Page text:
ALEXANDRIA, Va.—Warabeya Nichiyo Holdings, a Japanese producer of ready-to-eat food, will spend $81.5 million to build its third plant in the continental U.S., reports Nikkei Asia.
In 2017, Warabeya opened its first continental U.S. plant in Texas. The company is building its second factory in the state of Virginia, slated to launch later this year.
Seven & i Holdings Co. Ltd., the parent company of 7-Eleven Inc., is the largest shareholder in Warabeya Nichiyo Holdings. In a statement, Warabeya said “the group has decided to construct a new plant in the area around Ohio, and supply products to 7-Eleven and Speedway stores in the area.”
The new single-story plant will have a floor area of around 140,000 square feet, cost around $81.5 million to build, and will supply about 2,500 stores, 1,000 of which are Speedway branded.
Warabeya has been supplying Hawaiian 7-Eleven stores since 1982. An article in Honolulu Magazine in 2021 described the appeal of the food at the retailer’s Hawaii locations: “Everyone has their favorite 7-Eleven food: For one friend … it’s the shrimp pork hash that reminds her of her childhood manapua truck. For another, it’s the fried chicken musubi. … A farmer’s guilty pleasure is the ingeniously cellophane-sheathed tuna sushi that you roll in the still-crisp nori. And of course, there’s the ever-popular Spam musubi—7-Eleven Hawaii sells 14,000 every day, requiring a pallet’s worth (2,000 cans) of Spam.”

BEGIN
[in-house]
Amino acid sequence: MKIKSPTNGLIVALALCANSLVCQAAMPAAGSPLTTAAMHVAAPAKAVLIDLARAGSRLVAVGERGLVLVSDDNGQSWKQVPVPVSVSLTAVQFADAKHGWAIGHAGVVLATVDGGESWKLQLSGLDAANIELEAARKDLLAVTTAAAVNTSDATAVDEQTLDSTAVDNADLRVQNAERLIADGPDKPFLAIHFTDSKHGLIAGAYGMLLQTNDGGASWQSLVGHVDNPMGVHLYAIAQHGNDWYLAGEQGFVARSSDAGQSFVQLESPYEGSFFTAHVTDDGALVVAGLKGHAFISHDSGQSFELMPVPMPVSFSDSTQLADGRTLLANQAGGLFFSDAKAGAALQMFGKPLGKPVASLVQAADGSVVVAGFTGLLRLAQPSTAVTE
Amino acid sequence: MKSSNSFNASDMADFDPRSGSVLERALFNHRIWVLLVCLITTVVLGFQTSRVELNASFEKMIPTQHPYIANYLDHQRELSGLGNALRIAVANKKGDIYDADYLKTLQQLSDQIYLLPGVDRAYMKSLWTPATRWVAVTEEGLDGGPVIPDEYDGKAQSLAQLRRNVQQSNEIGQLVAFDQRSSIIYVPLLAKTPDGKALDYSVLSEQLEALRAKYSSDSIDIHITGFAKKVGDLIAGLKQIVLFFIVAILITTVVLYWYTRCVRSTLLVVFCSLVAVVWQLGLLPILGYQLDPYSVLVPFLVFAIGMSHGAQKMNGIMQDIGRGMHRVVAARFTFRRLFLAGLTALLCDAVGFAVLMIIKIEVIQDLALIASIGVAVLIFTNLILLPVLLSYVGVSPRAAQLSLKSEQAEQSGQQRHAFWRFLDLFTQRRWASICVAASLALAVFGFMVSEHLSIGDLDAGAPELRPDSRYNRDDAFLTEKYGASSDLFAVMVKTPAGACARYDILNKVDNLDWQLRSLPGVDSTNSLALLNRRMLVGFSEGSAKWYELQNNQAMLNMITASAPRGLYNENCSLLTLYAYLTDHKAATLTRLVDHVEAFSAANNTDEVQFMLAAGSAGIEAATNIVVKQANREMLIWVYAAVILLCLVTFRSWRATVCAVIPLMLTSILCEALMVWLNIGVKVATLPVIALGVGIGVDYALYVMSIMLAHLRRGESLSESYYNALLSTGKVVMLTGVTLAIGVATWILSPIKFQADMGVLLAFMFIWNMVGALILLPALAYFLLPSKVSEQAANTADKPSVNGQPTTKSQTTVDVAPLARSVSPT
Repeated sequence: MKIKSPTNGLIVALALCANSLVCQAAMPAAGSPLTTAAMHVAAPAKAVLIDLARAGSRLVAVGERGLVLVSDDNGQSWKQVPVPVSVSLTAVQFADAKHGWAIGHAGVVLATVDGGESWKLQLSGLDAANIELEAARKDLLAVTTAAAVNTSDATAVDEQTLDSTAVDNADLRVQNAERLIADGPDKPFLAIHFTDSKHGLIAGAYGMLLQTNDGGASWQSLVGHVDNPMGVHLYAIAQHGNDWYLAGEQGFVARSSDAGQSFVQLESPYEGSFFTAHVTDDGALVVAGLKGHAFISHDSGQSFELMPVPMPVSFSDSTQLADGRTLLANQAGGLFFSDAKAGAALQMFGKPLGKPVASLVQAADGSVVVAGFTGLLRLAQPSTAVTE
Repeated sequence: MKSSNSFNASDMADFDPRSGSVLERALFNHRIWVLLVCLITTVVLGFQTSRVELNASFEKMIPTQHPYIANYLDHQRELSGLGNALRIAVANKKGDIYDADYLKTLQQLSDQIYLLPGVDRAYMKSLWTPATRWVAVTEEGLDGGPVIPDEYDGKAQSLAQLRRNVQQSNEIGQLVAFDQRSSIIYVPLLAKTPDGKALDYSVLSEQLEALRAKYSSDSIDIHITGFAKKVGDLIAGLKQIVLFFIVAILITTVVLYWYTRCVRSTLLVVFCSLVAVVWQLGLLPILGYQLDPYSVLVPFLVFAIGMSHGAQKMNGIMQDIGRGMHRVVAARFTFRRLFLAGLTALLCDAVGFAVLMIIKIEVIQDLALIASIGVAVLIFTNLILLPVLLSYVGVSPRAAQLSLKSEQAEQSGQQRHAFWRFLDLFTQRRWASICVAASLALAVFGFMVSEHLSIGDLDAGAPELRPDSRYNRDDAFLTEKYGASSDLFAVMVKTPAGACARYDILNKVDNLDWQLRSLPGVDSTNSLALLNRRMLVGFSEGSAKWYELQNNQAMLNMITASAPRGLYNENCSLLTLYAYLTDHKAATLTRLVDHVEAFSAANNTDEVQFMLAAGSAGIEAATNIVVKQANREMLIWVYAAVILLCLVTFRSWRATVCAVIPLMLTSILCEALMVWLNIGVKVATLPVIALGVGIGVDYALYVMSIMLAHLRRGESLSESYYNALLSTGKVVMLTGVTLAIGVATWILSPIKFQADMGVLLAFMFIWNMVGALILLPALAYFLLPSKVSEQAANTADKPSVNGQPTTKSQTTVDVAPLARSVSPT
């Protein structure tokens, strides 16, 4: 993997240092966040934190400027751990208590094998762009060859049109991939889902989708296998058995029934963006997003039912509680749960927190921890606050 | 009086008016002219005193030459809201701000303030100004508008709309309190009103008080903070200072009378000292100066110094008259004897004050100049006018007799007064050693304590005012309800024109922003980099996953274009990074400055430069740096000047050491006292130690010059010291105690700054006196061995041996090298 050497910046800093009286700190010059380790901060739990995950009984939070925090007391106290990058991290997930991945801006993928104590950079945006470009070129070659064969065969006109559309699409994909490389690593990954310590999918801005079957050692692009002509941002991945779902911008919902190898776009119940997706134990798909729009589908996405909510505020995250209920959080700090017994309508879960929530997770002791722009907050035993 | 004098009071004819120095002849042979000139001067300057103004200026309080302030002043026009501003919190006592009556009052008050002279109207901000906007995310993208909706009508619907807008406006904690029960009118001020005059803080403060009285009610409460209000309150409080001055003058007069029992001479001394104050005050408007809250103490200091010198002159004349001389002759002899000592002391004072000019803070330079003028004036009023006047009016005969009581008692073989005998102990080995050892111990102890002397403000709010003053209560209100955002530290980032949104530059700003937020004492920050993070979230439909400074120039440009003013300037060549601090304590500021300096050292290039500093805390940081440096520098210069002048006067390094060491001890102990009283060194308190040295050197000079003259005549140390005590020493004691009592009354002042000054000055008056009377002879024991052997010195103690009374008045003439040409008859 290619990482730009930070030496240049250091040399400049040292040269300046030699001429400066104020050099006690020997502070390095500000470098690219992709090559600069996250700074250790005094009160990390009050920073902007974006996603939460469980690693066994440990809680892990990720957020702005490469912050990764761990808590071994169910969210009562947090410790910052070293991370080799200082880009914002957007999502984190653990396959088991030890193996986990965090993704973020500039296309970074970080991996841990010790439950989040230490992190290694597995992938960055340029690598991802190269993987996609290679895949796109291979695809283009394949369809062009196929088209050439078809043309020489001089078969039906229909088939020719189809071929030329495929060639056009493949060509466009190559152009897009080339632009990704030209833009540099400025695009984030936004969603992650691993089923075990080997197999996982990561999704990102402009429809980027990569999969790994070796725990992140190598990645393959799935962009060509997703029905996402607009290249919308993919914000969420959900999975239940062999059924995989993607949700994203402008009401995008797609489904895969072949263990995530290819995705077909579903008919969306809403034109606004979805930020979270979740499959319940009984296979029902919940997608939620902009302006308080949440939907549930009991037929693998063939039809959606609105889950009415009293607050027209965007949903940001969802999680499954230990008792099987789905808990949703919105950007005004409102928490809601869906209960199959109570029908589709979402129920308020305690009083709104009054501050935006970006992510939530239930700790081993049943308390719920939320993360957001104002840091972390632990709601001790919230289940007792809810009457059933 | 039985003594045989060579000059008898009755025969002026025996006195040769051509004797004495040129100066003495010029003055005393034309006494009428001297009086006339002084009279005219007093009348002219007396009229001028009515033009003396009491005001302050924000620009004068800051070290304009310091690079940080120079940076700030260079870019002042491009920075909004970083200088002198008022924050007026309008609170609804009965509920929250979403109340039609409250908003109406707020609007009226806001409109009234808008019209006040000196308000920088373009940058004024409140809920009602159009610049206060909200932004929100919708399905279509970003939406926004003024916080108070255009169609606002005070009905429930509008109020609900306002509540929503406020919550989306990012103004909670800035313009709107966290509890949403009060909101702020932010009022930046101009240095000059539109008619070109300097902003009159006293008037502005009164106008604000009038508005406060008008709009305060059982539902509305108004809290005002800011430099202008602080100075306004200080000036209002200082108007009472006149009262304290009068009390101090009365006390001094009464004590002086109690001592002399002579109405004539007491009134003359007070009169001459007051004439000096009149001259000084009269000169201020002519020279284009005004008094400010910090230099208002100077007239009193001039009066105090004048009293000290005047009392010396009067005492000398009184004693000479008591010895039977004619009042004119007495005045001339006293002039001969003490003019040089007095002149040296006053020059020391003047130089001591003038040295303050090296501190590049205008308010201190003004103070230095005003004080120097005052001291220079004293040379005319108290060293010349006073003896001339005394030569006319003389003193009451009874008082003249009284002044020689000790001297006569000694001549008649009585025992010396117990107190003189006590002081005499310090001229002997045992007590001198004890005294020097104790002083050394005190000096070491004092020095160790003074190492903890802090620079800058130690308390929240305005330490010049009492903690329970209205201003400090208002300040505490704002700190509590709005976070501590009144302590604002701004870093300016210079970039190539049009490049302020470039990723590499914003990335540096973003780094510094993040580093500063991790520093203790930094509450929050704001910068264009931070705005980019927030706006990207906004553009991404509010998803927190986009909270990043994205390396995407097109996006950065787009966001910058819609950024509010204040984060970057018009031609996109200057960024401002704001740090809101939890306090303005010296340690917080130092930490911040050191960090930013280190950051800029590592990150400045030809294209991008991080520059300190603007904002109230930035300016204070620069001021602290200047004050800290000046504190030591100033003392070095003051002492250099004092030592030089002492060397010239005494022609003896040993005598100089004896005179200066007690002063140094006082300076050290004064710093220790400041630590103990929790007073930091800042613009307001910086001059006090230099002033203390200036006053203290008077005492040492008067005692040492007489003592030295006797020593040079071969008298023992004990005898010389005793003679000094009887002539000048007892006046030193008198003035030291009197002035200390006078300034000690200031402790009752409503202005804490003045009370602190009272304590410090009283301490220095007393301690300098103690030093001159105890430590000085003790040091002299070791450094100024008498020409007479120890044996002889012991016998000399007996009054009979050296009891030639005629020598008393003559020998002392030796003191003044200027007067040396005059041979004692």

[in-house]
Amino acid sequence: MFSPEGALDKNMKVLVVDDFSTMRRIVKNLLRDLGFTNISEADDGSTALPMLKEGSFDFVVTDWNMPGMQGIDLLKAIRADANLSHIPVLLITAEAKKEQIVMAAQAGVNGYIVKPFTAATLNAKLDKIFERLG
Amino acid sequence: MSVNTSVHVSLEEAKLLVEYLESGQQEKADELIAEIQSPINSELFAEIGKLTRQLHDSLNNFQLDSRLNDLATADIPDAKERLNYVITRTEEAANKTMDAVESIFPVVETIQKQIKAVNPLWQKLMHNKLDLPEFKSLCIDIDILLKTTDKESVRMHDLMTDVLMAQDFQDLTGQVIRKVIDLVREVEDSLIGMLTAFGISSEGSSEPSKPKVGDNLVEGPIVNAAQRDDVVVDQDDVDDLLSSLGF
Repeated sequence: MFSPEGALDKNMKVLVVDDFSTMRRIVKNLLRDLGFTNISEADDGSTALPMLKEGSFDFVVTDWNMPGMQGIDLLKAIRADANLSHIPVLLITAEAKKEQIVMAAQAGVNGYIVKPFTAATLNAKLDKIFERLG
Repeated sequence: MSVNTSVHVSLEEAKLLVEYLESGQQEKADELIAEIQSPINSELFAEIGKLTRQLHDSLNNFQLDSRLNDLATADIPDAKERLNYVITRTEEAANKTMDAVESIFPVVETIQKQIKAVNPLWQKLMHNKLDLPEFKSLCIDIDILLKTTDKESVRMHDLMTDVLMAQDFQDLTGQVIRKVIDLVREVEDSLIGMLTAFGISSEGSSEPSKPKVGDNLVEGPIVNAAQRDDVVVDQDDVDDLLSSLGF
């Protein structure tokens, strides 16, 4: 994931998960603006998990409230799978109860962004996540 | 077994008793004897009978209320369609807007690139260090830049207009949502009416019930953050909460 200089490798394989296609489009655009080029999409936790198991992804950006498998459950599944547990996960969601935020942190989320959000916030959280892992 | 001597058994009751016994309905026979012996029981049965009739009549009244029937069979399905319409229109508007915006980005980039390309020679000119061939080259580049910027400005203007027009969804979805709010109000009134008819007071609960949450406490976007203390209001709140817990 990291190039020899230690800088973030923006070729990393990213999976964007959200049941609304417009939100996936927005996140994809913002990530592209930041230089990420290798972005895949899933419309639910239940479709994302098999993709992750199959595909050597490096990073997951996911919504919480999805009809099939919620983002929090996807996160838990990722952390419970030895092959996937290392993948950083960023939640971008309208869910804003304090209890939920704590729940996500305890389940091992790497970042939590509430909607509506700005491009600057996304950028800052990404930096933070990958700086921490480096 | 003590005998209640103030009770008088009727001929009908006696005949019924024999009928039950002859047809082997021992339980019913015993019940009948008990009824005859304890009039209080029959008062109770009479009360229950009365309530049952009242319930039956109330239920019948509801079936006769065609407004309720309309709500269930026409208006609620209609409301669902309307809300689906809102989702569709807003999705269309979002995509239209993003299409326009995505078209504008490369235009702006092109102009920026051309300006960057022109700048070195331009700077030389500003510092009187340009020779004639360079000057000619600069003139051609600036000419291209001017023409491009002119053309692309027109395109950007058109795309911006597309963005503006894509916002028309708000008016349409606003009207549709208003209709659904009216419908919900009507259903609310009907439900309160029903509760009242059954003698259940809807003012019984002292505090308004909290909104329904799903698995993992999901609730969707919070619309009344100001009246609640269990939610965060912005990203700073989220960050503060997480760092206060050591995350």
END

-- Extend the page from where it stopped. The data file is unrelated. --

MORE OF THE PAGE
Masatoshi Ito, who brought 7-Eleven to Japan and led the company that eventually bought the convenience retailer, passed away earlier this month.